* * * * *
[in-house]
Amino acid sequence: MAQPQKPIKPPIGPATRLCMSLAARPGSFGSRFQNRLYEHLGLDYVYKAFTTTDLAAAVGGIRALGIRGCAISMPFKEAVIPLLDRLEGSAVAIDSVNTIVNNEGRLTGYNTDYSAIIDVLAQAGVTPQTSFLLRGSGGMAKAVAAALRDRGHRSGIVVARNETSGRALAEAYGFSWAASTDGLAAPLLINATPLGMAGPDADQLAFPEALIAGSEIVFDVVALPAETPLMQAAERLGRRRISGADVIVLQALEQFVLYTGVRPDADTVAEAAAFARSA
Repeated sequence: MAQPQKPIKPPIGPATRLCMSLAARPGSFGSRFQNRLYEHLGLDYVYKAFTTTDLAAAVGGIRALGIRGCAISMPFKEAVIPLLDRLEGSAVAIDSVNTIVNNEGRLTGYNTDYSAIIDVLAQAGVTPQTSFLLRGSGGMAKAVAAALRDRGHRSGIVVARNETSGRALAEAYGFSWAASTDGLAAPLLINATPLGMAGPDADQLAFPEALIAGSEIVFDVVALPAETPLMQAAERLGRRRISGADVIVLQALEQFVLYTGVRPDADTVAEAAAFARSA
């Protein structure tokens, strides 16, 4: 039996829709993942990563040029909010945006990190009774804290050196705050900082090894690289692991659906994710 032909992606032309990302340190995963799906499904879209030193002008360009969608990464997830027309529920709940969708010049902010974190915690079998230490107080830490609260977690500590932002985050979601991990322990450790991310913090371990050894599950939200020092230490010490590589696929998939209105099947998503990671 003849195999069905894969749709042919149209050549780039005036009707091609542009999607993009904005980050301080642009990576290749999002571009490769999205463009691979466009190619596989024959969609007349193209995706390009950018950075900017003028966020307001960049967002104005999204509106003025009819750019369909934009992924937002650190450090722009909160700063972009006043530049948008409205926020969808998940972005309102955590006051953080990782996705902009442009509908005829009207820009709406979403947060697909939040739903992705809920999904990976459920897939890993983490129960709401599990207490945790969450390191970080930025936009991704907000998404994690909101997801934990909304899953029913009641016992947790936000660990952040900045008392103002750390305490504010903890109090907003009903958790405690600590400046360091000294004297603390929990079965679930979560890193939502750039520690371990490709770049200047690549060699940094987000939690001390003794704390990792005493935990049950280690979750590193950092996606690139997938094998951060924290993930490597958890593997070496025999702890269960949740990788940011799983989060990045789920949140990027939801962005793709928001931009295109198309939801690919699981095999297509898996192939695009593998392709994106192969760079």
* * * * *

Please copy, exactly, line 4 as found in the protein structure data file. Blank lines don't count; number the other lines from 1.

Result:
């Protein structure tokens, strides 16, 4: 039996829709993942990563040029909010945006990190009774804290050196705050900082090894690289692991659906994710 032909992606032309990302340190995963799906499904879209030193002008360009969608990464997830027309529920709940969708010049902010974190915690079998230490107080830490609260977690500590932002985050979601991990322990450790991310913090371990050894599950939200020092230490010490590589696929998939209105099947998503990671 003849195999069905894969749709042919149209050549780039005036009707091609542009999607993009904005980050301080642009990576290749999002571009490769999205463009691979466009190619596989024959969609007349193209995706390009950018950075900017003028966020307001960049967002104005999204509106003025009819750019369909934009992924937002650190450090722009909160700063972009006043530049948008409205926020969808998940972005309102955590006051953080990782996705902009442009509908005829009207820009709406979403947060697909939040739903992705809920999904990976459920897939890993983490129960709401599990207490945790969450390191970080930025936009991704907000998404994690909101997801934990909304899953029913009641016992947790936000660990952040900045008392103002750390305490504010903890109090907003009903958790405690600590400046360091000294004297603390929990079965679930979560890193939502750039520690371990490709770049200047690549060699940094987000939690001390003794704390990792005493935990049950280690979750590193950092996606690139997938094998951060924290993930490597958890593997070496025999702890269960949740990788940011799983989060990045789920949140990027939801962005793709928001931009295109198309939801690919699981095999297509898996192939695009593998392709994106192969760079």